DocFest Film Review: Pongo Calling
Words: Mark Perkins
Pongo Calling tells the remarkable story of a lorry driver in Manchester who became an unlikely social media sensation, founded a refugee charity, and became an influential voice for change. Stefan Pongo came to the UK from the Czech Republic 13 years ago, along with his family. He obtained UK citizenship while keeping his Czech nationality, but primarily regards himself as a member of the Roma community. When Milos Zeman, the president of the Czech Republic, branded 90% of Roma as workshy and lazy, Stefan was annoyed. So annoyed in fact, that he went online, and encouraged the Roma community to send him photos of themselves working. Without realising, and while still working as an HGV driver around Europe, the live streams he made from the cab of his lorry went viral. People from far and wide shared videos and a mass protest movement started to form, to the point where President Zeman was challenged by reporters to respond to the online backlash against his uncaring comments.
“Lots of people claim to be helping the Roma people, but my dad created a public account for donations, and actually drove a van himself and went to help these cut-off settlements”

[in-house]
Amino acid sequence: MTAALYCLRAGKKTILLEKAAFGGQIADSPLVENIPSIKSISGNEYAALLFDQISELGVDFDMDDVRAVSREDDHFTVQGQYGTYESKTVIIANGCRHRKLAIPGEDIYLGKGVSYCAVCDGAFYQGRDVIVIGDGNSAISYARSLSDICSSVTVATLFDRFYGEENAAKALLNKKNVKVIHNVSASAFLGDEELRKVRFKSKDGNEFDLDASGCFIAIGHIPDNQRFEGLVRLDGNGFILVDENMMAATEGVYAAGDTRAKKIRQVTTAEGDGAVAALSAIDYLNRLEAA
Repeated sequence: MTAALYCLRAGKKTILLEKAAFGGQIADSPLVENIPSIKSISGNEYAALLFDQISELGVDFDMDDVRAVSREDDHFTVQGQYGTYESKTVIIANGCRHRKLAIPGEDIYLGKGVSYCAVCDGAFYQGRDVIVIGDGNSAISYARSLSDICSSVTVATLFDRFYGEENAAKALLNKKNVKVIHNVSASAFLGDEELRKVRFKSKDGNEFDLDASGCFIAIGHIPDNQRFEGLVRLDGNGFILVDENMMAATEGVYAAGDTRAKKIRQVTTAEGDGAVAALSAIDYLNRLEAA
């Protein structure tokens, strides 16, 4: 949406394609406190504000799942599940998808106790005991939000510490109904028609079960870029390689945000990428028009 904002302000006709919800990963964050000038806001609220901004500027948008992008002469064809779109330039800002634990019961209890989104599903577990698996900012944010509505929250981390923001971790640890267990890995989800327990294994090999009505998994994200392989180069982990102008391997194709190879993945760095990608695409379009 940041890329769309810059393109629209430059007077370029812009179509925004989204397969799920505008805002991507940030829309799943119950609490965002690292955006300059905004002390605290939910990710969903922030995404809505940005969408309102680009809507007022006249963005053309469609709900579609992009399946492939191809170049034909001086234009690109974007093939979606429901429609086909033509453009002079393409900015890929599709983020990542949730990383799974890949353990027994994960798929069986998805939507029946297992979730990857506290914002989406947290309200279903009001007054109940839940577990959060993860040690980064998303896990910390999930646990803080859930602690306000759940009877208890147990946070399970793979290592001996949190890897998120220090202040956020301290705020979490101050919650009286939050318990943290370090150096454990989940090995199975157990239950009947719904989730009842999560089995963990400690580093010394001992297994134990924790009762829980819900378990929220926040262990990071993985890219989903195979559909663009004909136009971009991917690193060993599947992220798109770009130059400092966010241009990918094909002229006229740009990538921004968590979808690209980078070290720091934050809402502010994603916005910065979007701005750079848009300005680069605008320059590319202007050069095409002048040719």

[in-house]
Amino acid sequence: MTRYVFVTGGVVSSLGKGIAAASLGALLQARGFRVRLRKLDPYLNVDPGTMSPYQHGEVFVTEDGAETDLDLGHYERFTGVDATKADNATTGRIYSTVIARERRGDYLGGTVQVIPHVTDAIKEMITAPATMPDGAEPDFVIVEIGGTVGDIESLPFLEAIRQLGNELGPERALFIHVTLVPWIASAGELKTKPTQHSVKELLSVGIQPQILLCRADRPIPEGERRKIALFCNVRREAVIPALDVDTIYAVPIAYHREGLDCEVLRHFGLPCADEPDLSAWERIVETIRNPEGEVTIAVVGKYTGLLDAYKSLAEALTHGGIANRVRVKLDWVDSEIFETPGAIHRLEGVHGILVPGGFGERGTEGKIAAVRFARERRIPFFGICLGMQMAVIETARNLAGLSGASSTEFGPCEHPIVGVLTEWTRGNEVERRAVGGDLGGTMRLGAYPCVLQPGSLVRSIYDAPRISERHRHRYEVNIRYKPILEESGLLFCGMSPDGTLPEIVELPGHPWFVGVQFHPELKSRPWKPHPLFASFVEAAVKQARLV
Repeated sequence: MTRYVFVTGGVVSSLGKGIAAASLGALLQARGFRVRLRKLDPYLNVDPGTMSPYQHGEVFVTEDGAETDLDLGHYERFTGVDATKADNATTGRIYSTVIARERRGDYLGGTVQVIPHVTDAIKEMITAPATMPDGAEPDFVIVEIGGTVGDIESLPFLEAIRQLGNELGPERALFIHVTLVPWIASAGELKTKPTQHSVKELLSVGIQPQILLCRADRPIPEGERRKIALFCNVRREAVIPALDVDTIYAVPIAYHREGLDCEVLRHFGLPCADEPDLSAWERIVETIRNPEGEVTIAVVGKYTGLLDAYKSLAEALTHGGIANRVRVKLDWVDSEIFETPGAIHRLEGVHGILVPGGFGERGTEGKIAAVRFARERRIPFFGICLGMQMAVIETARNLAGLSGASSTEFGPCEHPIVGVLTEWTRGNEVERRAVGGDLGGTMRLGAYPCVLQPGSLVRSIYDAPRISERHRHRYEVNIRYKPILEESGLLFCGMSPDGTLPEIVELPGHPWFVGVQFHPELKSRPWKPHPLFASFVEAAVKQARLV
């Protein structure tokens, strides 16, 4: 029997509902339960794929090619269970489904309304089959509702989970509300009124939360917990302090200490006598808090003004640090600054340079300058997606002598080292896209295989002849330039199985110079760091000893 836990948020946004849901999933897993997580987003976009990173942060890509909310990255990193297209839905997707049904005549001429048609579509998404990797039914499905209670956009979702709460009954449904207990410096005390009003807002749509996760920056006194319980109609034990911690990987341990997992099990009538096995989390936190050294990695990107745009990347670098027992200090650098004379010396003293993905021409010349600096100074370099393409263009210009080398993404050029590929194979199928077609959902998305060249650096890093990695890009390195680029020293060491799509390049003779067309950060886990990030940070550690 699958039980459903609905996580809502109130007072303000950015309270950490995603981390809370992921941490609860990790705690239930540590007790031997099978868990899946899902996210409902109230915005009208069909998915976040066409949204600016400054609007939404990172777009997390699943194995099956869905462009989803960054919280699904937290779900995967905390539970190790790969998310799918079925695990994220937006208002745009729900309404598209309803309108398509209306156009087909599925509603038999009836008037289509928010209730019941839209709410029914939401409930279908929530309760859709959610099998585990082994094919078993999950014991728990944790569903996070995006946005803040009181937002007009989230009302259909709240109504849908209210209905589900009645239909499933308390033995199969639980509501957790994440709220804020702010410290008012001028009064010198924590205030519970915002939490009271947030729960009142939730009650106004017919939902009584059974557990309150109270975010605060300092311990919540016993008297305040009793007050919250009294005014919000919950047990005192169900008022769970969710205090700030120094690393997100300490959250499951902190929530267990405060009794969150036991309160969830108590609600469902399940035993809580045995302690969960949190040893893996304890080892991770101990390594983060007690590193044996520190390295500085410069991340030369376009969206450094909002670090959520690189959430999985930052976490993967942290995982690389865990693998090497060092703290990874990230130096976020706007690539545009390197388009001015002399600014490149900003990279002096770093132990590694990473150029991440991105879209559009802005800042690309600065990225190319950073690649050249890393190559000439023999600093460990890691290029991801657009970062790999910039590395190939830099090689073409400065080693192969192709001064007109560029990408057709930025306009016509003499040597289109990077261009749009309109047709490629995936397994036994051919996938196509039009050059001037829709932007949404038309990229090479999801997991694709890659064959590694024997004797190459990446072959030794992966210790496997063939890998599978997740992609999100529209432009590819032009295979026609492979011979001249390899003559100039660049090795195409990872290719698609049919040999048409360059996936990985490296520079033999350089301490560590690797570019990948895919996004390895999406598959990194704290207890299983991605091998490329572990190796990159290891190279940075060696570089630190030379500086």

Stefan was becoming a voice, and was now on a mission to help the most deprived Roma communities. So, he formed the Czech Slovak Roma Union which raised funds to provide this help. In the film, there is some harrowing footage as the director follows Stefan driving a van loaded with supplies, to be delivered to a community in Slovakia. Even though he knows that his efforts are only a sticking plaster, and that real change cannot come until attitudes change, he fights on. The film takes a shocking turn at the end, but stands as a really powerful celebration of what one man can achieve. I managed a word with one of his sons, David, ahead of the screening, and he was clearly very proud of his dad’s legacy -“Lots of people claim to be helping the Roma people, but my dad created a public account for donations, and actually drove a van himself and went to help these cut-off settlements”
Director Tomáš Kratochvíl has crafted a small masterpiece here, capturing the essence of an ordinary, but at times extra ordinary family man, simply doing what he thinks is the right thing. No voice-over, no grandstanding here, just a remarkable story of a reaction to intolerance towards minorities that is as relevant today as it has ever been